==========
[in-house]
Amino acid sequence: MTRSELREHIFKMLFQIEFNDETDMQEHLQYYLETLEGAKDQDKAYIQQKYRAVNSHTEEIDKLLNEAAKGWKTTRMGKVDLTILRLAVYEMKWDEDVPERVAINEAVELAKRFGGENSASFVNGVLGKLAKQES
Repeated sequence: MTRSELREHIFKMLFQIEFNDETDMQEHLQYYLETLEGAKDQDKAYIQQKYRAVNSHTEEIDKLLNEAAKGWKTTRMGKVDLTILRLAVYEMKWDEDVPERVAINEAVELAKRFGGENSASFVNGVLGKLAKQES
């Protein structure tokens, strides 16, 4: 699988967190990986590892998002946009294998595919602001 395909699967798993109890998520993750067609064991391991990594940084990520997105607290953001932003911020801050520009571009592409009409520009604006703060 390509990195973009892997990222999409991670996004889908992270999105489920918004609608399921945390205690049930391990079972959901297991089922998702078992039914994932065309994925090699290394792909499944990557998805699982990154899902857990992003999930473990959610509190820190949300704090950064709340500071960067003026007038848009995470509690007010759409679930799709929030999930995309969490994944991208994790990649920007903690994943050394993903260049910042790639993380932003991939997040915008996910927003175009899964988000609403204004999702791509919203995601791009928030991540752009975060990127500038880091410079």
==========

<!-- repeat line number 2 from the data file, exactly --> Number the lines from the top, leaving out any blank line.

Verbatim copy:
Amino acid sequence: MTRSELREHIFKMLFQIEFNDETDMQEHLQYYLETLEGAKDQDKAYIQQKYRAVNSHTEEIDKLLNEAAKGWKTTRMGKVDLTILRLAVYEMKWDEDVPERVAINEAVELAKRFGGENSASFVNGVLGKLAKQES